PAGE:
Relationship of diabetes and insurance status to medication possession
Diabetes medication possession was not significantly higher among insured diabetic individuals than it was among uninsured diabetic individuals (22.8 vs. 20.6%; difference 2.1% [95% CI −4.0 to 8.3]), after adjusting for other covariates and country fixed effects. In 10 countries, all in sub-Saharan Africa, no diabetic individuals in our sample possessed medications to treat diabetes (Supplementary Table 1). Hence, these countries could not inform this analysis. These African countries had low rates of health insurance (Fig. 3B).
Analyses stratified by country per capita GDP and country geographic region
Among low-income countries, results were very similar to the main results. Diabetic individuals were more likely to have catastrophic spending compared with nondiabetic individuals (21.4 vs. 15.4%; P = 0.005). Insured individuals were not less likely to have catastrophic spending (16.2 vs. 15.5%; P = 0.496) and were no more likely to have pills to treat their condition (22.9 vs. 22.2%; P = 0.852) compared with the uninsured (Supplementary Table 5).
However, the pattern was different among the seven middle-income countries: diabetic individuals were no more likely to have catastrophic spending than nondiabetic individuals (6.7 vs. 7.6%; P = 0.691), and the overall prevalence of catastrophic spending was lower compared with the low-income countries. Insured individuals were significantly less likely to have catastrophic medical spending (7.1 vs. 8.1%; difference −1.01%; P = 0.025) and more likely to have diabetes medications than the uninsured (23.1 vs. 16.5%; difference 6.6%; P = 0.011) (Supplementary Table 5).
Likewise, in the analyses by geographic region, we found that in the Europe/Latin America region (with generally higher per capita income), insurance was associated with less catastrophic spending (difference −1.5%; P = 0.000) and greater possession of diabetes medications (difference 9.0%; P = 0.000), and the difference in spending between people with and without diabetes was not significant.
However, in countries where catastrophic spending is prevalent (countries in the Asia region with generally lower per capita GDP), insurance is not associated with less catastrophic spending or increased possession of medications, and diabetic individuals are more likely to suffer catastrophic medical spending than nondiabetic individuals (difference 7.2%; P = 0.002). The number of people in the sample with diabetes or health insurance in Africa was small (477 people with diabetes and 1,855 people with insurance), making drawing conclusions about this region difficult (Supplementary Table 5).
In general, we found that removal of individual countries did not change our main findings that diabetes is associated with a greater chance of catastrophic spending and that insurance is not associated with greater medication possession rates or lower rates of catastrophic spending (Supplementary Table 6). When we repeated the analyses without covariates relating to permanent income and included individuals who were excluded from the main analyses because of incomplete responses to questions about permanent income, we found that the main findings were unchanged (Supplementary Table 7).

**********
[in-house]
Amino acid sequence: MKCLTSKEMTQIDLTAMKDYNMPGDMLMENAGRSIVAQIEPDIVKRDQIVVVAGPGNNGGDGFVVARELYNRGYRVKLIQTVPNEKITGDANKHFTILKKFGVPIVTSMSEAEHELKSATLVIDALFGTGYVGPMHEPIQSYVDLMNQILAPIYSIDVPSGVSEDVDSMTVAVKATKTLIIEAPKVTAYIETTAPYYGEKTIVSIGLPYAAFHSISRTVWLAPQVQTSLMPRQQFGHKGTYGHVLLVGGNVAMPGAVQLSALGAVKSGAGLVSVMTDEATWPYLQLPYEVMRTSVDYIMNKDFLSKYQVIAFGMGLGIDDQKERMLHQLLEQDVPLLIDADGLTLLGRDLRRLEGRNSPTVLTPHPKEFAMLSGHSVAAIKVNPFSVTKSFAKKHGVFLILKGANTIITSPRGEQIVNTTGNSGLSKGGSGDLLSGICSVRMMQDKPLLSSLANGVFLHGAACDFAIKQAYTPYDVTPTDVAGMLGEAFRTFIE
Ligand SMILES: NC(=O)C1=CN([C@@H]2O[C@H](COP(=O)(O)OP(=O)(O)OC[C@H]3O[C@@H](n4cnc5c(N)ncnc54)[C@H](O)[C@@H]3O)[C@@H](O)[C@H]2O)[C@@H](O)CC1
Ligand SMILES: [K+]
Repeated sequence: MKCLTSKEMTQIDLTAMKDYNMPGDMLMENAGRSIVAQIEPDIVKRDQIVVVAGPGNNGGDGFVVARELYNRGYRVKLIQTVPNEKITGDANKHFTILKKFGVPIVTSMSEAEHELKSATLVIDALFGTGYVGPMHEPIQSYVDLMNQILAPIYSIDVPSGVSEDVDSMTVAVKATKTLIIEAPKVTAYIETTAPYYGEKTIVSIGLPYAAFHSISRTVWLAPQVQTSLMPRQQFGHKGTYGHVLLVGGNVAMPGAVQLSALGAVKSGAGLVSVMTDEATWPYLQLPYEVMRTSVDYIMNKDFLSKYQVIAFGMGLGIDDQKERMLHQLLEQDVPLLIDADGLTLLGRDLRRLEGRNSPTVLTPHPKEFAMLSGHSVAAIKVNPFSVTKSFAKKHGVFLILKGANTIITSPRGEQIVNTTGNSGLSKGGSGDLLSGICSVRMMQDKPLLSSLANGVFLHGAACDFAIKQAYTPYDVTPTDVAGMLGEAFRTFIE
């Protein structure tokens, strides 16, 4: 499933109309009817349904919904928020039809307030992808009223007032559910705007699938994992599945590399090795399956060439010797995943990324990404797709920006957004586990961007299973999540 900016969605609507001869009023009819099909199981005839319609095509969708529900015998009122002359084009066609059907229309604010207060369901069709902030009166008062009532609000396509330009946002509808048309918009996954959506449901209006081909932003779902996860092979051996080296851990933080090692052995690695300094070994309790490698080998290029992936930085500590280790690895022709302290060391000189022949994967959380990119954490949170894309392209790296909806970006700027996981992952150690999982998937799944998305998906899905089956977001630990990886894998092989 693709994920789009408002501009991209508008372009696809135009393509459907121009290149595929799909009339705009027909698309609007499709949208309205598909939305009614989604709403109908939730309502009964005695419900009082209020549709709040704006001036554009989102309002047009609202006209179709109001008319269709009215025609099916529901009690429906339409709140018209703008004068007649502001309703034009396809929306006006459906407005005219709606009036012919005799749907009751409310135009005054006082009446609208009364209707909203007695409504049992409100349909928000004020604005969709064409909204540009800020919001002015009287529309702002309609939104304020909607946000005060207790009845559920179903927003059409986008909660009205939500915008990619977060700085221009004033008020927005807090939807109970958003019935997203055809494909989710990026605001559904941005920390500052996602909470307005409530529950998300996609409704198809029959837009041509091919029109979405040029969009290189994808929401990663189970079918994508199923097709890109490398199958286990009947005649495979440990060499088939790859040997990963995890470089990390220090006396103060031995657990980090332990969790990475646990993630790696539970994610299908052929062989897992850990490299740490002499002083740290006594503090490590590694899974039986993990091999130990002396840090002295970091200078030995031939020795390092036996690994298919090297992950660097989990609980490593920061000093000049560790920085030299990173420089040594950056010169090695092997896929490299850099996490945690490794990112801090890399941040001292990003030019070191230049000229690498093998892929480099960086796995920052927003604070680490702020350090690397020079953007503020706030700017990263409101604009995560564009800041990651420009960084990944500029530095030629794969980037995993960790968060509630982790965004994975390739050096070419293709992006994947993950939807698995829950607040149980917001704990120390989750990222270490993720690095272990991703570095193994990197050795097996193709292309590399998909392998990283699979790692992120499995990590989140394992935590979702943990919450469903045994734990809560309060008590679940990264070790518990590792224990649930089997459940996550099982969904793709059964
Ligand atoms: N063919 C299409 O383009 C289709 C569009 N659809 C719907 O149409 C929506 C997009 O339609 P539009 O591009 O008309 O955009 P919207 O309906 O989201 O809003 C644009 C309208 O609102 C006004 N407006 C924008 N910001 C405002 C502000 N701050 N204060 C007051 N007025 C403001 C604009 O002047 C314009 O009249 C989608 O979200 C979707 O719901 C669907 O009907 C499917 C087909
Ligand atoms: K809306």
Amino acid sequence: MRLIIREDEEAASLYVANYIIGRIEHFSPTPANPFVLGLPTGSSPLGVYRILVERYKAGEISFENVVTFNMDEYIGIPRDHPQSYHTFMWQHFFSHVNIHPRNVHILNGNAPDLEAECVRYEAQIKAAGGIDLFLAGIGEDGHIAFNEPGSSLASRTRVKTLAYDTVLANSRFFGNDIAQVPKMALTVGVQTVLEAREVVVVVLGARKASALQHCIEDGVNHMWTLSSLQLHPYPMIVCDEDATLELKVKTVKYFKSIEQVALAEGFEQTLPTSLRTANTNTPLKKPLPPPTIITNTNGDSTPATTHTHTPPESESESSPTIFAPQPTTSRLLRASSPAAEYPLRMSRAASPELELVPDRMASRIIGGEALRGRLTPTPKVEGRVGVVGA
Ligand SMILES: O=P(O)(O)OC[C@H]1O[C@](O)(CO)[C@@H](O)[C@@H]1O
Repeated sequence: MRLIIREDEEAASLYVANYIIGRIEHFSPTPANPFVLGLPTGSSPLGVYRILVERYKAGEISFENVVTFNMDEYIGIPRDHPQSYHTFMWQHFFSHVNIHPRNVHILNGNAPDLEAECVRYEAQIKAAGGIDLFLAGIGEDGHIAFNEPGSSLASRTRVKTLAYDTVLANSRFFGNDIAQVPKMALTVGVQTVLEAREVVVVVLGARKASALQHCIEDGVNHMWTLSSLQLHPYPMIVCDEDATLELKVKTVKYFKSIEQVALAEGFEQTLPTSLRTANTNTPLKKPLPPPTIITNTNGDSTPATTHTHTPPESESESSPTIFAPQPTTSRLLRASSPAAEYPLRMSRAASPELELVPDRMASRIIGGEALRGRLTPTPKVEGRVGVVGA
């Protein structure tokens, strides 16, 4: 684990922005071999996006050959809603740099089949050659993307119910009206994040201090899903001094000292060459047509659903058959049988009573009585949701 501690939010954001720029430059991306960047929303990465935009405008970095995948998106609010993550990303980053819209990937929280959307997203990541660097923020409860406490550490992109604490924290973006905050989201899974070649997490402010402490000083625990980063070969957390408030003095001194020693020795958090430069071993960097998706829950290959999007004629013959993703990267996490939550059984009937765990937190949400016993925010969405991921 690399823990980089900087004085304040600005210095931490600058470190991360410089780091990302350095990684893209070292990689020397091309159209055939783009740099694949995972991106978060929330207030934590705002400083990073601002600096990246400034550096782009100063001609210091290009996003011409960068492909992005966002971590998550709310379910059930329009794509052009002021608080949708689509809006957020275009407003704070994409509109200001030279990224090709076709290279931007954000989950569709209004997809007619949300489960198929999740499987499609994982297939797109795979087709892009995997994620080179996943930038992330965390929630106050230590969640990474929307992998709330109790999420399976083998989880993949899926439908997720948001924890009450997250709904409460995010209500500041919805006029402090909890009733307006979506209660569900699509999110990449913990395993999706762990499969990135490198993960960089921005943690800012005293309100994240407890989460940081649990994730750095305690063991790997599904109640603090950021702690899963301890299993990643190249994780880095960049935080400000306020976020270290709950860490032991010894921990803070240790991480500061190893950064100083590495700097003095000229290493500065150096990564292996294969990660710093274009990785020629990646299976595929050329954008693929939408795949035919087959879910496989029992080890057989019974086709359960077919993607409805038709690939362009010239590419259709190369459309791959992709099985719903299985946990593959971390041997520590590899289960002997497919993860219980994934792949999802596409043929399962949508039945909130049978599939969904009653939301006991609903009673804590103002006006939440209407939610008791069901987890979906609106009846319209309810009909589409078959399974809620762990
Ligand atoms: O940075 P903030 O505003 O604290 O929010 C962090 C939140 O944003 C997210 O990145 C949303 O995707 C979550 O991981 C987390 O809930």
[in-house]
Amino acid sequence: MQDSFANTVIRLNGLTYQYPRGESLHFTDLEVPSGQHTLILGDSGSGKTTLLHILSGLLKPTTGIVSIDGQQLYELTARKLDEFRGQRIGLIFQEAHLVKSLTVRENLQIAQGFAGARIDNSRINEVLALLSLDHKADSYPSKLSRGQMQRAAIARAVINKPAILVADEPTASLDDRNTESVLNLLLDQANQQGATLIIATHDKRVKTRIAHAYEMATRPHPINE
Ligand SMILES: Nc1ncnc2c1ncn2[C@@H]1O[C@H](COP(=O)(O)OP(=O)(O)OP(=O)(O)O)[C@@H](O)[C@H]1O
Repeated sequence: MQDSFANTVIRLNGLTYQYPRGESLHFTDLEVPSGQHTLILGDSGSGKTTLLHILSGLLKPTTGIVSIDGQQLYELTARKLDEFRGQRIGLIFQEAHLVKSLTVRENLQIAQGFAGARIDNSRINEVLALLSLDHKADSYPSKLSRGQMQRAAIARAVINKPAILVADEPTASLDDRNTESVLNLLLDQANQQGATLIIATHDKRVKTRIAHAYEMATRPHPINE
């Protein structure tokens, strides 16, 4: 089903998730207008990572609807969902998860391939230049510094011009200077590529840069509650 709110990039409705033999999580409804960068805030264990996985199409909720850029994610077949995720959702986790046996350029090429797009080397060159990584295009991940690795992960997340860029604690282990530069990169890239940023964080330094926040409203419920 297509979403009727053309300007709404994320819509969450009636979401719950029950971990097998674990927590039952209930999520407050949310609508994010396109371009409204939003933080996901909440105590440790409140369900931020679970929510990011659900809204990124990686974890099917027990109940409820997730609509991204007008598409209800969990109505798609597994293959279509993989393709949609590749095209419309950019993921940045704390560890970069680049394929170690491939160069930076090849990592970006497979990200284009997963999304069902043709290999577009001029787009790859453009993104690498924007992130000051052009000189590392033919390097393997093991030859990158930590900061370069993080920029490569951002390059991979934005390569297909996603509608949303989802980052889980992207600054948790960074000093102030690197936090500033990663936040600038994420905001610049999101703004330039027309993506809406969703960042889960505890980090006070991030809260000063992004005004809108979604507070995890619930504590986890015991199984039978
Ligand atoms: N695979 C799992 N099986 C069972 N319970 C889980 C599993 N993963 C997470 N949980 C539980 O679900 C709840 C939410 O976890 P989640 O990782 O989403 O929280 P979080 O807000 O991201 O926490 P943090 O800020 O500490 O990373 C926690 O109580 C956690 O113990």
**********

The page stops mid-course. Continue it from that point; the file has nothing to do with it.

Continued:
In our analysis, diabetic individuals have greater out-of-pocket medical expenses and a higher risk of catastrophic medical spending compared with otherwise similar individuals without diabetes. Despite higher spending, relatively few diabetic individuals in these settings possess medications to manage their diabetes and prevent serious secondary complications. Health insurance was not significantly related to lower risks of catastrophic medical spending or to higher rates of medication possession for diabetic individuals. These findings were most pronounced among low-income countries. In middle-income countries, insurance was associated with protection from catastrophic spending and increased possession of medications for diabetes.
Our findings in low-income countries of low possession of diabetes medications despite high spending are consistent with patterns of care focusing on expensive treatment after secondary complications have occurred, consistent with previous findings (4). The long-term health implications of uncontrolled diabetes and its complications are of concern. In low- and middle-income countries, ischemic heart disease and stroke account for >25% of total disability-adjusted life-years (26); diabetes is a major risk factor for these disabling conditions. It has been estimated that 22% of all ischemic heart disease deaths and 14% of stroke deaths are attributable to high glucose in low- and middle-income countries, in addition to the deaths directly attributable to diabetes. These deaths generally occur at younger ages in low- and middle-income countries compared with high-income countries, increasing the loss of healthy life-years in these countries (27).
Our analyses have several limitations. First, our analyses were based on observational data; we could not conclude causality. Although we adjusted for income using measures of spending and other indicators of wealth, there may be other unobserved characteristics that account for why diabetic individuals have more catastrophic spending. We included country fixed effects to adjust for unobserved characteristics of countries that may affect individual choices to enroll in health insurance as well as covariates for health status, health risks, and preferences. However, it is possible that health plans in these settings with certain characteristics do provide risk protection and/or promote access to essential medications. For example, evidence from Colombia’s Régimen Subsidiado suggests that the program is providing risk protection and has increased the use of preventive services (28). Detailed data on the health insurance benefits in all countries included in our analysis are not available, although efforts are underway to document the scope of benefits included in national health programs (29). Additional research is needed to assess which policies are or are not successful in achieving stated goals and why some policies may be ineffective.